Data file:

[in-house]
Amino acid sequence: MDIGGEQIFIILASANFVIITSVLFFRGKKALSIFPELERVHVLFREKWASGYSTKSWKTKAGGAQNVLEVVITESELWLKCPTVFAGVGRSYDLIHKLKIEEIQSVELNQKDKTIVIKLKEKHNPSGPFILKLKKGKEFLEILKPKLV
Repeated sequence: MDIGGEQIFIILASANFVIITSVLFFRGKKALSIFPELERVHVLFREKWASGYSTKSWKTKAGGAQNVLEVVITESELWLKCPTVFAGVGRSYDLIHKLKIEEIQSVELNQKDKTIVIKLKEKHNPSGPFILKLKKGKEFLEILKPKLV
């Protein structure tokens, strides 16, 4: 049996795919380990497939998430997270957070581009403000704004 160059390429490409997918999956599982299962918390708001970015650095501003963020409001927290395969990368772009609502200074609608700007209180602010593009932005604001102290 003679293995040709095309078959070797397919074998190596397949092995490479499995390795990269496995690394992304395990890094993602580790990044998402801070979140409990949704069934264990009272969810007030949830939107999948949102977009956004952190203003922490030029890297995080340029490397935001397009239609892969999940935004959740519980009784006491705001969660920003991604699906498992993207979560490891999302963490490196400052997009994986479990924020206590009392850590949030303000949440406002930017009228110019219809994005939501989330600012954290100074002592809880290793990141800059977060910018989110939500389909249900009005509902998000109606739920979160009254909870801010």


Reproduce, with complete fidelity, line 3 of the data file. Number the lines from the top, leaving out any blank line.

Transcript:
Repeated sequence: MDIGGEQIFIILASANFVIITSVLFFRGKKALSIFPELERVHVLFREKWASGYSTKSWKTKAGGAQNVLEVVITESELWLKCPTVFAGVGRSYDLIHKLKIEEIQSVELNQKDKTIVIKLKEKHNPSGPFILKLKKGKEFLEILKPKLV